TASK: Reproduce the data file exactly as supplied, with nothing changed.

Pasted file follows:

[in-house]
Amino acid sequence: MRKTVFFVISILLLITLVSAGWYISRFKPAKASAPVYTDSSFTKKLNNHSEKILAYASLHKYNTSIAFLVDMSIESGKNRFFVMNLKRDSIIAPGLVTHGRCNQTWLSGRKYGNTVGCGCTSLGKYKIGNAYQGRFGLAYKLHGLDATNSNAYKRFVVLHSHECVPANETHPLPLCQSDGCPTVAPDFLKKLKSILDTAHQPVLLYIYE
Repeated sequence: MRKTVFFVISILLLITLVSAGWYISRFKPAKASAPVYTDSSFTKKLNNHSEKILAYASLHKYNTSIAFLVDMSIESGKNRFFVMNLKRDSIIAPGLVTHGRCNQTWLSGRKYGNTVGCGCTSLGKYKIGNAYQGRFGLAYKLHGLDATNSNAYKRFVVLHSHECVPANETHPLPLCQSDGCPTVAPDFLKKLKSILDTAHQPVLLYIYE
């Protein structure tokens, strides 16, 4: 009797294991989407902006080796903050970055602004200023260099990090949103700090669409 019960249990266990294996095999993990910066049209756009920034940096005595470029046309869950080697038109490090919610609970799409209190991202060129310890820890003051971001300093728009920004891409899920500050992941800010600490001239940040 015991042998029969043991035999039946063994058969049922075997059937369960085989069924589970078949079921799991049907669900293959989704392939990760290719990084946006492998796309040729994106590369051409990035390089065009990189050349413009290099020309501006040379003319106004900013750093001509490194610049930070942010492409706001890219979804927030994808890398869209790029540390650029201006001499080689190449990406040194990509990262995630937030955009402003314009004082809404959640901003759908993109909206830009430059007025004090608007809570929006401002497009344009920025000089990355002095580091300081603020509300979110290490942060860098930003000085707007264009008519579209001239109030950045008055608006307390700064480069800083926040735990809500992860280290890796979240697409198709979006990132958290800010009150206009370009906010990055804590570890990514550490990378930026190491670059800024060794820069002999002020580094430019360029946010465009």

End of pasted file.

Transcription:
[in-house]
Amino acid sequence: MRKTVFFVISILLLITLVSAGWYISRFKPAKASAPVYTDSSFTKKLNNHSEKILAYASLHKYNTSIAFLVDMSIESGKNRFFVMNLKRDSIIAPGLVTHGRCNQTWLSGRKYGNTVGCGCTSLGKYKIGNAYQGRFGLAYKLHGLDATNSNAYKRFVVLHSHECVPANETHPLPLCQSDGCPTVAPDFLKKLKSILDTAHQPVLLYIYE
Repeated sequence: MRKTVFFVISILLLITLVSAGWYISRFKPAKASAPVYTDSSFTKKLNNHSEKILAYASLHKYNTSIAFLVDMSIESGKNRFFVMNLKRDSIIAPGLVTHGRCNQTWLSGRKYGNTVGCGCTSLGKYKIGNAYQGRFGLAYKLHGLDATNSNAYKRFVVLHSHECVPANETHPLPLCQSDGCPTVAPDFLKKLKSILDTAHQPVLLYIYE
């Protein structure tokens, strides 16, 4: 009797294991989407902006080796903050970055602004200023260099990090949103700090669409 019960249990266990294996095999993990910066049209756009920034940096005595470029046309869950080697038109490090919610609970799409209190991202060129310890820890003051971001300093728009920004891409899920500050992941800010600490001239940040 015991042998029969043991035999039946063994058969049922075997059937369960085989069924589970078949079921799991049907669900293959989704392939990760290719990084946006492998796309040729994106590369051409990035390089065009990189050349413009290099020309501006040379003319106004900013750093001509490194610049930070942010492409706001890219979804927030994808890398869209790029540390650029201006001499080689190449990406040194990509990262995630937030955009402003314009004082809404959640901003759908993109909206830009430059007025004090608007809570929006401002497009344009920025000089990355002095580091300081603020509300979110290490942060860098930003000085707007264009008519579209001239109030950045008055608006307390700064480069800083926040735990809500992860280290890796979240697409198709979006990132958290800010009150206009370009906010990055804590570890990514550490990378930026190491670059800024060794820069002999002020580094430019360029946010465009």